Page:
Some of these operations, like McGee’s Landing (1337 Henderson Levee Road, Henderson, (337) 228-2384; www.mcgeeslanding.com), offer houseboat rentals. You can stay berthed at the marina dock, using it like a floating motel cabin while exploring the area by day, or, for the ultimate experience, you may have the boat pushed out to a quiet swamp cove for total seclusion.
During the day, narrated boat tours offer glimpses of the sprawling swamp’s stoic beauty and teeming wildlife, including alligators. From Henderson, it’s a quick jaunt to nearby bayou towns like Breaux Bridge (www.breauxbridgelive.com), with its boutiques, restaurants and galleries, and St. Martinville (www.stmartinville.org), with its Acadian cultural centers, while the “Cajun Capital,” Lafayette (www.lafayettetravel.com), is within easy striking distance.
“Island” Hopping in Iberia Parish
It seems that the colossal geological oddity of the salt dome should be compelling enough all on its own. But in south Louisiana, a host of interesting attractions and history attach themselves to these extraordinary land features, anchoring them as enduring tourist destinations.
The Gulf Coast is riddled with gigantic, subterranean pillars of salt. These enormous mineral deposits, shaped by geological pressure, might plunge several miles deep. In some cases their very tips jut to the surface, forming salt domes like the formations known as Avery Island and Jefferson Island in Iberia Parish. These sites are miles inland, but they do indeed look like islands rising from the sea of uniformly flat plains, marshes or cane fields surrounding them, hence the name.
Of the two, Avery Island is by far the better known. After all, the island’s name is printed on millions of bottles of Tabasco Sauce (www.tabasco.com), which are all manufactured here by the McIlhenny Co.
A lone, slim blacktop road leads six miles from the charming bayou town of New Iberia to a short bridge spanning a moat-like bayou that partially rings Avery Island. Cross the bridge, pay the privately collected $1 toll and suddenly it feels as though you’ve ventured into a self-contained world.
This is a salt and pepper kingdom. The seed crop for the iconic Tabasco hot pepper sauce is grown on the island, and salt added to the recipe comes from mines delving into the massive dome. The property, which was the scene of a Civil War skirmish, also supports active oil wells and a small village of homes for McIlhenny family members and company workers. The marquee attraction is the Tabasco factory tour, which is free though very brief and confined mostly to a visitor center and video screening room. But the essential and absorbing lure of Avery Island is the Jungle Gardens, a 250-acre collection of botanical gardens and wildlife sanctuaries set amid the wildly rolling contours of the salt dome, with is kettle ponds, steep ridges and meandering bayous. Roads for cars and bikes and footpaths for hikers lace the property, which includes picnic areas, a Buddha temple and the island’s famed Bird City, a rookery for thousands of snowy egrets. Migratory birds are out in force during spring, which is also when camellias, azaleas and irises bathe the gardens in color and fragrance. Keep an eye out for alligators too.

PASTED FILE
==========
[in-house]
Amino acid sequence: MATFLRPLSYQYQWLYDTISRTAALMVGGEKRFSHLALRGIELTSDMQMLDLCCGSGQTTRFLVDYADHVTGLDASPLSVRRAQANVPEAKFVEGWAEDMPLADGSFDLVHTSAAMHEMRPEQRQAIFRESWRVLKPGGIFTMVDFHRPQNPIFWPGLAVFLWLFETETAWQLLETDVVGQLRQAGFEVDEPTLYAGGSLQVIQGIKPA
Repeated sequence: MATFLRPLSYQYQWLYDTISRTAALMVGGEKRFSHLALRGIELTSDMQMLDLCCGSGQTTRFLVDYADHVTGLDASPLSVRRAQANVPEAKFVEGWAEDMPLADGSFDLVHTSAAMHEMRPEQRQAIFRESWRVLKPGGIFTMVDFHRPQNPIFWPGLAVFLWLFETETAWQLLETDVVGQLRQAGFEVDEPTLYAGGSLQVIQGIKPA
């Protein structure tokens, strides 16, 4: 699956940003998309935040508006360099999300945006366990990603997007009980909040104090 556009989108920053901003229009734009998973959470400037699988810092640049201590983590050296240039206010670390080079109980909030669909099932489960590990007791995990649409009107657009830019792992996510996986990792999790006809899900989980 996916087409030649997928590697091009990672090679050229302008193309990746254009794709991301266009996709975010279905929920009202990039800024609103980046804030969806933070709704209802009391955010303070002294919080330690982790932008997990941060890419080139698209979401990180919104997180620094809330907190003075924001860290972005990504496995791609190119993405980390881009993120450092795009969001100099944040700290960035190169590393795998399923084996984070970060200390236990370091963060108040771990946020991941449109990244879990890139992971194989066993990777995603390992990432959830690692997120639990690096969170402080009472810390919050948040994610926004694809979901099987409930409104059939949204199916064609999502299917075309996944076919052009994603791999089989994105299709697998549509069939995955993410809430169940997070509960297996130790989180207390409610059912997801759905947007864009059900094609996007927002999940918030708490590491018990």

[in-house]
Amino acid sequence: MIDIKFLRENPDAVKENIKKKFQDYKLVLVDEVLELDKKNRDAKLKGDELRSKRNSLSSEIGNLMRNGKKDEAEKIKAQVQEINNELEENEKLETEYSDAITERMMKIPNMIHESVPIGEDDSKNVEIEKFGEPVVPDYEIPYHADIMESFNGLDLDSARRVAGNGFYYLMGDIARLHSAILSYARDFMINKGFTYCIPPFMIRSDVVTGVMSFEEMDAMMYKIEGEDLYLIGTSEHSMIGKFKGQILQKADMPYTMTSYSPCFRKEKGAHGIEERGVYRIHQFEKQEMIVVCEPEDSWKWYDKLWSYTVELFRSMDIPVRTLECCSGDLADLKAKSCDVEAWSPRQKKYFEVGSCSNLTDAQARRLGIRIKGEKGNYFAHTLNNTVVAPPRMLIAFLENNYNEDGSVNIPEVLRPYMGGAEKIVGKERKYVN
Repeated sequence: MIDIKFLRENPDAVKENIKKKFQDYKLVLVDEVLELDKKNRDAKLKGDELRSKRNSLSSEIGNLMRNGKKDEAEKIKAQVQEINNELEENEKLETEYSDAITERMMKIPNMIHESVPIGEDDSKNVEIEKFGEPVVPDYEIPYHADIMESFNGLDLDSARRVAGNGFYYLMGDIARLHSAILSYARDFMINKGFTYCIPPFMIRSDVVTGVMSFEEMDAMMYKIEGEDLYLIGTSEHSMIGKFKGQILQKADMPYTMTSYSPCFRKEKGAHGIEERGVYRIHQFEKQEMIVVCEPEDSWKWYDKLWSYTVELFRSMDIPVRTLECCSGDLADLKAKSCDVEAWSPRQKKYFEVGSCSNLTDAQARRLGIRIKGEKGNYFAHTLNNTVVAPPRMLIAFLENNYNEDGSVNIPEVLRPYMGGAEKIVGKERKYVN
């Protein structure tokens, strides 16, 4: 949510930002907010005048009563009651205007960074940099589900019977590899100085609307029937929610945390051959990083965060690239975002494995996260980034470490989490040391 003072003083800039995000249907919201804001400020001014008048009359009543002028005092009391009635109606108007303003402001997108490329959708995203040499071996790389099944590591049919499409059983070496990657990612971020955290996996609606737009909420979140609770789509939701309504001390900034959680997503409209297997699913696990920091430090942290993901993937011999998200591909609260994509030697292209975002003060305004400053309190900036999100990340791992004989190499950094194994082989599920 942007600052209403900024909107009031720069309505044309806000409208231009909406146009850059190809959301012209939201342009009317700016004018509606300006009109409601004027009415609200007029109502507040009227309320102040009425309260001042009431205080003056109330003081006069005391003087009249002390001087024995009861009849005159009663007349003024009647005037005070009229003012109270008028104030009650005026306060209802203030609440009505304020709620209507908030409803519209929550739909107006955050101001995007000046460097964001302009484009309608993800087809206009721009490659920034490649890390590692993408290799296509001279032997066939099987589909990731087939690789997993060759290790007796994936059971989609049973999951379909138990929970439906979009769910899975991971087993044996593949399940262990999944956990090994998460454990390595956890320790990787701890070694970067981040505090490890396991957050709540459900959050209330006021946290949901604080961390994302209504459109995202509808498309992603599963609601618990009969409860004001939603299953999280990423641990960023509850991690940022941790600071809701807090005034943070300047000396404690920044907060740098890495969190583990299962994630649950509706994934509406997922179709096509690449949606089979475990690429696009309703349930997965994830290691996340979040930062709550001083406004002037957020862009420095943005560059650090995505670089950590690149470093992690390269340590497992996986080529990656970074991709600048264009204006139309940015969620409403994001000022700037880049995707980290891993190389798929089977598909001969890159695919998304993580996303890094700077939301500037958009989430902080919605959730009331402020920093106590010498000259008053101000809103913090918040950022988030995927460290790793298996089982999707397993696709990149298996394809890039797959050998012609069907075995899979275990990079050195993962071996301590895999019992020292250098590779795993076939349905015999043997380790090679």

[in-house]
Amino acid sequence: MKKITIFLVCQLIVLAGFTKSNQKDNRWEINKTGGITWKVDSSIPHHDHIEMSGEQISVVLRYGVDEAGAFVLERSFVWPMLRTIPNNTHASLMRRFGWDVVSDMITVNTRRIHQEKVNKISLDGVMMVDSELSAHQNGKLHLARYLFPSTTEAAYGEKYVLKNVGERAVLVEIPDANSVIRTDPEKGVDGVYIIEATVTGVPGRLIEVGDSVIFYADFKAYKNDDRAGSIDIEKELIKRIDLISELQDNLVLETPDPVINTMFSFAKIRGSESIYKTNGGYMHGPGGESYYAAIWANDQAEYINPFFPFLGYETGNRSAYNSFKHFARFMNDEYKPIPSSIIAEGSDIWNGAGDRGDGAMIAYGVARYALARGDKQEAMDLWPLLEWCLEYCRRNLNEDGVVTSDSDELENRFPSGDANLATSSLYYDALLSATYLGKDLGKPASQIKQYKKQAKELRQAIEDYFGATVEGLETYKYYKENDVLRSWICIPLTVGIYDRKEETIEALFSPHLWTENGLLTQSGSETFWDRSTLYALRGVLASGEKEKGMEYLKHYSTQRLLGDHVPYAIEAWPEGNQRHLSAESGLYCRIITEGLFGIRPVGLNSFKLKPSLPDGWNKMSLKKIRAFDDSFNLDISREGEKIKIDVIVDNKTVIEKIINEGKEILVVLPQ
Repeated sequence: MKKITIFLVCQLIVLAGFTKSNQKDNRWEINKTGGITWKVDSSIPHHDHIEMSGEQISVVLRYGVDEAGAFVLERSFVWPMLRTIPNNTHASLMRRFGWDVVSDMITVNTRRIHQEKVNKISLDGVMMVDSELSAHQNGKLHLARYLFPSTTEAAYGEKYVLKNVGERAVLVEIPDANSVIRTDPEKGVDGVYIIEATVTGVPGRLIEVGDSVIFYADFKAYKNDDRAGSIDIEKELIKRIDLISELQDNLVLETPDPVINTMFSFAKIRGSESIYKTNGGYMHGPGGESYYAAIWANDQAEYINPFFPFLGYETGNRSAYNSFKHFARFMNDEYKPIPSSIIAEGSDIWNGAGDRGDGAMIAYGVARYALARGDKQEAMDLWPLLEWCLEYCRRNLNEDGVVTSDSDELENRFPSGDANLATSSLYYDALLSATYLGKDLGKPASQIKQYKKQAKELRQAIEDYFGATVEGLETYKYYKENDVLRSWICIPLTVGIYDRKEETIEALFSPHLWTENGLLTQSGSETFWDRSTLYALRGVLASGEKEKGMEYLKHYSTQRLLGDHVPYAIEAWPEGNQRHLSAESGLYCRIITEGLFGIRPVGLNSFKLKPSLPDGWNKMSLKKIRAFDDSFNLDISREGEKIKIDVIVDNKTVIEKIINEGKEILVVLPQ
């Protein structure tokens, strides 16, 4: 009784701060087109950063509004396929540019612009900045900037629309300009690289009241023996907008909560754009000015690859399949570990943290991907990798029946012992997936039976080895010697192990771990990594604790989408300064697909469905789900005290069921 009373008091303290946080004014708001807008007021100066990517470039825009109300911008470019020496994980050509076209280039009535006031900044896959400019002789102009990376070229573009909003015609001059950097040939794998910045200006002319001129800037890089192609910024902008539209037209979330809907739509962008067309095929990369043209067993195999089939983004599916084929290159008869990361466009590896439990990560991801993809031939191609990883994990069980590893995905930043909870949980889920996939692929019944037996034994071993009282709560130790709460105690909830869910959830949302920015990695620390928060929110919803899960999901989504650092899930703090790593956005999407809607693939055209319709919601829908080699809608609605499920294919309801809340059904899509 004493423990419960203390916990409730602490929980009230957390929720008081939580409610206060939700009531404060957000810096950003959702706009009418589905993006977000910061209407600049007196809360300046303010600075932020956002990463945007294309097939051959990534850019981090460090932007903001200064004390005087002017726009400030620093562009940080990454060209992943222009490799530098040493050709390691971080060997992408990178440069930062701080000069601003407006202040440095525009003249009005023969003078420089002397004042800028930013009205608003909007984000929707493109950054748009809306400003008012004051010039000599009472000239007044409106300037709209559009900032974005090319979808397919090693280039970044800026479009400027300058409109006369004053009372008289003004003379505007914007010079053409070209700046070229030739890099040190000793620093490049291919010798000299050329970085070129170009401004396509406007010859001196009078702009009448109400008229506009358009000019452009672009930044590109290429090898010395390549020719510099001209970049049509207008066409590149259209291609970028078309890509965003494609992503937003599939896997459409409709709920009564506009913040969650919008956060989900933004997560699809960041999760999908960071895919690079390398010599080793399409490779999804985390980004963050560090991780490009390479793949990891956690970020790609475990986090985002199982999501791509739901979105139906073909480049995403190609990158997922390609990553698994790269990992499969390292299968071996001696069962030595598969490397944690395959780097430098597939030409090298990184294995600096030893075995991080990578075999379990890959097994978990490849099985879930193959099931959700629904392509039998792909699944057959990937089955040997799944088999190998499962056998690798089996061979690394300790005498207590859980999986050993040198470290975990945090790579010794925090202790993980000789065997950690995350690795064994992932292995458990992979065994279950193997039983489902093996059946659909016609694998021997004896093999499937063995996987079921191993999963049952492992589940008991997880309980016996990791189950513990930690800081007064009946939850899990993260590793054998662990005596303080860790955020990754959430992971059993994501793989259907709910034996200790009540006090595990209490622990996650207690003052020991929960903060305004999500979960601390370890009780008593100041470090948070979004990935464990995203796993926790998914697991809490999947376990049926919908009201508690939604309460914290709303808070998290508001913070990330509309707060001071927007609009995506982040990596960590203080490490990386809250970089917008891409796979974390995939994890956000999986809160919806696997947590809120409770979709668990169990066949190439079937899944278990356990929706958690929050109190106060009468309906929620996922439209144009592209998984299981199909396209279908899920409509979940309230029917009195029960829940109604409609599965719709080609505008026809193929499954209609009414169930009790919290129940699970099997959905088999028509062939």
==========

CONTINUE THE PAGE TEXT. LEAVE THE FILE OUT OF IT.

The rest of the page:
Meanwhile, Jefferson Island sits about 13 miles away and is well worth its own visit. There are 20 acres of the Rip Van Winkle Gardens (www.ripvanwinklegardens.com) to explore and guided tours of the Joseph Jefferson Home, a Steamboat Gothic-style mansion built as the winter retreat for its namesake, a renowned 19th century actor. The entire site is perched on the banks of Lake Peigneur, which offers cool breezes and placid views but had its part in a mind-boggling event here still known as “the Catastrophe.” That’s when, in 1980, a hole formed in the salt dome underneath the lake, suddenly sucking its contents, several barges, much land and a Jefferson Island home into the salt mines below, like a whirlpool over a giant bath drain. The gardens’ visitor center includes a detailed recounting of this bizarre event, one of the many intriguing chapters in the story of south Louisiana’s salt dome islands.
Travel Tip: If gazing at the inner workings of the Tabasco factory has you craving spicy food, you’re certainly in the right area. The route between New Orleans and Avery Island is peppered with some fantastic boiled seafood joints, and spring marks the shank of crawfish season. Try Guiding Star, (4404 Highway 90 West, New Iberia, (337) 365-9113) or Boiling Point (7413 Highway 90 West, New Iberia, (337) 365-7596).
Exploring “English Louisiana”
You don’t need to travel very far from New Orleans and the surrounding bayou country to realize just how starkly the region differs from the rest of the South. For a vivid and captivating demonstration, travel up to St. Francisville, a West Feliciana Parish town with a rich history and rolling geography quite apart from Cajun and Creole Louisiana.